|Pastor Resigns amid
Bernardin accepts his offer to leave West Side post
By Michael Hirsley
September 28, 1993
Rev. Thomas O'Gorman has resigned as pastor of the West Side Roman Catholic parish from which he was removed a year ago due to allegations of sexual misconduct with a minor.
The pastor's resignation was accepted by Cardinal Joseph Bernardin, effective Friday. But, the archdiocese indicated, internal and outside investigations of the allegations will continue. O'Gorman remains on administrative leave under archdiocesan supervision pending completion of the investigations.
In a letter read to parishioners during weekend masses at St. Malachy Catholic Church, 2248 W. Washington Blvd., Bernardin wrote that he appreciated this was a "very difficult decision" for O'Gorman, and one that he made out of "respect and love" for his former parishioners.
The cardinal wrote that O'Gorman's decision was made so the parish could have "more permanent pastoral leadership," said Rev. Michael Bradley, who has led the parish as full-time temporary administrator since January.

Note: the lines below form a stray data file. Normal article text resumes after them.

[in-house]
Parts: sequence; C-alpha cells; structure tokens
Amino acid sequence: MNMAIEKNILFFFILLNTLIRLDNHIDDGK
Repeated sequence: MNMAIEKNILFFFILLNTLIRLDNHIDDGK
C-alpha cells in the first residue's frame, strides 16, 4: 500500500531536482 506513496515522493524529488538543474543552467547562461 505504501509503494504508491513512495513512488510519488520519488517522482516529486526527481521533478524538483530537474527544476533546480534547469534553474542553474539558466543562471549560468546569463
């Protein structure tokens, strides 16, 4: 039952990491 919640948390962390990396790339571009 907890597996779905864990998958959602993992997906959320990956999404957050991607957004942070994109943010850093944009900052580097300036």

Bradley, who read the cardinal's letter to parishioners, said O'Gorman had told him in recent conversations that he was considering resigning in the interest of stability.
Bernardin has not indicated that he favors Bradley or anyone else to succeed O'Gorman as pastor. But the resignation enables the process of picking a pastor to be initiated by the priests' placement board, according to an archdiocesan spokesperson.
O'Gorman was popular in his West Side parish as a religious and community leader. He was active in campaigns to restore a bus line, to remove a lottery billboard that he said targeted poor people who couldn't afford to gamble, and to get community benefits in conjunction with the construction of the United Center across from Chicago Stadium.
In addition to its 150 member-families, St. Malachy parish operates a school for 245 pre-school through 8th grade pupils, many of them non-Catholics, Bradley said.
Also, he said, the parish, feeds 200 people a day at a mid-morning meal in its soup kitchen, serves 1,000 people a month from its food pantry, and offers housing to women and children in its shelter, operated in conjunction with nuns from the Missionaries of Charity.
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